Writing is human endeavour. We do it because each time a person starts to write, they begin to bring something special to the world of knowledge and information – mainly because they’re doing their way, and ignoring the machine talk, the Influencer advice and all the hacks that are on offer out there.
You decided to start writing, and to get serious about blogging, or about writing a novel, because something in you shifted and your perspectives came into line with an idea that you knew that you could write about; you have something to show the world by writing about it.
Your success and your writing goals concern you only. Writing is a lonely business . It’s no team sport.
When you have a problem with what to write about, or how to write something, be it a passage of story, or a blog post that you find important, then thank your lucky stars that you have something meaty to work with. Life is full of problems, those problems are often very personal. They pop up in our work, slow us down and finally make us realise that we won’t get far until we face up to them and work on them.
Working on the problems that are writing, is to deal with your own problems of how you view life, the world, and yourself.
If you get into the bad habit of Googling every problem that you have, you won’t learn to solve any of the smaller problems, you won’t be able to build strategies and ideas about how you personally deal with your writing problems.
If you encounter problems at the beginning of a book, or post, you will encounter similar problems at the end, too. These problem are there for you to solve in a personal way, they can’t be solved by another person – that’s not how writing works, unless it’s a technical problem such a grammar or spelling. You should have mastered those two before or during your writing.
Writing creatively, and blogging is a creative process, is where you discover the gems of information that lead to deeper understanding. The solutions can only be found in the work.
If you push through and become determined about solving your writing problems, you will discover more and more about yourself as a writer. It will boost your confidence and lead to mastery of your work.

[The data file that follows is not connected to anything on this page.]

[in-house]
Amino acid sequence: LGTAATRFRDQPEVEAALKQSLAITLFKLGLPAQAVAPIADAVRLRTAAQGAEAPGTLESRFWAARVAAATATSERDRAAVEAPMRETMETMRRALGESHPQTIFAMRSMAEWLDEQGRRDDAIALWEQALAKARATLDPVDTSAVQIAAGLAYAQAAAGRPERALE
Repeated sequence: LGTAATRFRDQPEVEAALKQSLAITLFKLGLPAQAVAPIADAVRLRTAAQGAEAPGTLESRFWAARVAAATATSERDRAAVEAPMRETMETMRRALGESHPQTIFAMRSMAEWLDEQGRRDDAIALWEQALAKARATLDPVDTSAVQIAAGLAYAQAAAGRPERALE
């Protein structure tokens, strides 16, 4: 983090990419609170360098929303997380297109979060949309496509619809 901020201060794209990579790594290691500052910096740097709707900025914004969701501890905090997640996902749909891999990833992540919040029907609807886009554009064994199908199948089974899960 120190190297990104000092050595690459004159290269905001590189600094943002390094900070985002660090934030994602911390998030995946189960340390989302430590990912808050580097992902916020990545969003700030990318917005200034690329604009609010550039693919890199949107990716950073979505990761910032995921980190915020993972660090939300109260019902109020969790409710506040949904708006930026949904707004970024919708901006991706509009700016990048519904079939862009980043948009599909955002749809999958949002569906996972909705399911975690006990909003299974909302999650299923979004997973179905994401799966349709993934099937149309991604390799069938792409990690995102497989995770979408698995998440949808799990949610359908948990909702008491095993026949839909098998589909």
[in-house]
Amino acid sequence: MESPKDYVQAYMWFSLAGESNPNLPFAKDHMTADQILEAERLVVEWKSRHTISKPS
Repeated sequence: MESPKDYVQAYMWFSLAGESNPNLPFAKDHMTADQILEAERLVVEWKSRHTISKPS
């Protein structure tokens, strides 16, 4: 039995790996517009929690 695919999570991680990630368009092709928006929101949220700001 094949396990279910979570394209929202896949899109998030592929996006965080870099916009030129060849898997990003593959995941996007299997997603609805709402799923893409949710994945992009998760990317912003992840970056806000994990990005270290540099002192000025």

Most people on the web, around the forums and threads that waffle on about writing and creativity, tend to ask questions about how to write.
They want to know how to begin writing. That’s a sign that they are already at the lazy stage of things, and are hoping that somebody out there will tell them that there is a secret to the whole process; a secret to writing great posts, great fiction, but avoiding the pain in the process.
Basically, they are looking for the short cuts. What those short cuts are is easy to tell you, just quit. That’s the easy way out.
Life is a tough cookie to crack. It’s full of problems and disappointments. But without those disappointments we don’t learn jot about what we are doing, without the problems we can’t have goals and objectives to strive for.
People who look for the easy way end up wasting a lot of good lifetime. They learn nothing, stay ignorant and keep Googling for answers, keep searching the threads and forums on the web, they spin around in circles all day, hoping to find the answer to a very vague question : how can I be successful at what I do?
If you set out to write something worth reading, you must put your heart into it. You will encounter problems that need to be solved before you can continue with the writing.
You create problems by doing things, like writing about something you thought you were familiar with, then you discover that you aren’t that knowledgeable about the subject.
This means that you must stop writing, and start researching. Then go back and start editing all the stuff that you wrote because it doesn’t fit anymore.
Sometimes, it’s all about elbow grease. Just keep writing, the problems are minimal, the flow of ideas is great, just keep writing.